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Next Level Program a Win-Win

Innovative state funding program leverages private donations to save land.

Putnum County Gem Protected Forever

Fern Station, nearly a square mile of contiguous mature forest, is a place where native flora and fauna have ample space to thrive. In 2023, a large group of partners came together to protect this 570-acre Putnam County property forever.

Central Indiana Land Trust, Inc. (CILTI) has a long history with this forest. Walking the property with the landowner in 2008, CILTI staff knew instantly that the land was nature preserve quality. But it would take a decade and a half to realize the dream of protecting this stunning natural area in perpetuity.

In 2022, Gov. Eric Holcomb’s Next Level Conservation Trust (NLCT) infused $25 million into land protection projects throughout the state. This three-to-one matching program awarded CILTI a $3.1 million conservation grant toward Fern Station.

Celebrating the protection of Fern Station. From left, Rachel M. Simon, Chris Smith, Governor Eric Holcomb, Cliff Chapman, and Stacy Cachules. Photo courtesy of Emily Persic.

The landowner had already worked with CILTI to put many acres under protection over the years, so staff approached him about Fern Station. Unable to find a buyer, he had been considering dividing and selling the property. All this galvanized staff and supporters to raise the remaining $1 million to purchase the property. Without the state funding and the incredible outpouring of support, the land might have ended up in a very different status—but the forest is safe forever.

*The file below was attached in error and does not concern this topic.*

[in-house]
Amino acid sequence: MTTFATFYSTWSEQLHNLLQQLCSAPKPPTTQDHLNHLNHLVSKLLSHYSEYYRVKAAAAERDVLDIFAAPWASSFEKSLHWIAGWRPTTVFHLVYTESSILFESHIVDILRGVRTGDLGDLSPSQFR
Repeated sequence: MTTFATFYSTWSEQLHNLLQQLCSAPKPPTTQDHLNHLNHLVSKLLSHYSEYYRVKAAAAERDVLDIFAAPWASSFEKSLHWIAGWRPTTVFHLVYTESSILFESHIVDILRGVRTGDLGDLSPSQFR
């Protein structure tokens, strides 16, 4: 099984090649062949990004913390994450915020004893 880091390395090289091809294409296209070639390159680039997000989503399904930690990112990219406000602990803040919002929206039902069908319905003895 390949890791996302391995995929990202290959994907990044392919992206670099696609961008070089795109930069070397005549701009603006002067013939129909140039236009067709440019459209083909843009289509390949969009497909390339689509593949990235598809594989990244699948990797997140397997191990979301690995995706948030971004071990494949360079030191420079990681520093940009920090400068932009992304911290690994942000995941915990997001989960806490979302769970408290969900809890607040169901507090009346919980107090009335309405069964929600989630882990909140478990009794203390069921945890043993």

Fern Station is just north of The Nature Conservancy’s Fern Cliff Nature Preserve. CILTI’s ultimate aspiration is to connect the two protected areas.



Donor Dollars Make Addition Possible

After breaking ground on their first public nature park and facilitating the donation of two new preserves in 2023, Mud Creek Conservancy (MCC) kicked off its 30th Anniversary in 2024 by finalizing the purchase of the future “Blue Heron Nature Preserve,” protecting nearly 12 acres of forests and wetlands bordering Mud Creek.

This achievement piggy-backed off the success of the organization’s first acquisition in 2021, when a two-year grassroots-funded capital campaign secured a half a million dollars for the purchase of the 26 acres opening this spring as “Sargent Road Nature Park”.

“We have been working tirelessly since 2019 to purchase the property for Sargent Road Nature Park and to implement our vision for it,” said Ben Miller, MCC President.

“As an all-volunteer land trust, we already had our hands full, but we weren’t going to shy away from additional opportunities to protect wetlands and forests in the Mud Creek Valley.” That opportunity came when Miller learned about the Next Level Conservation Trust.

“It was thanks to ILPA hosting a presentation and Q&A with Indiana DNR that I figured out that we could leverage our hard work and community fundraising from the Sargent Road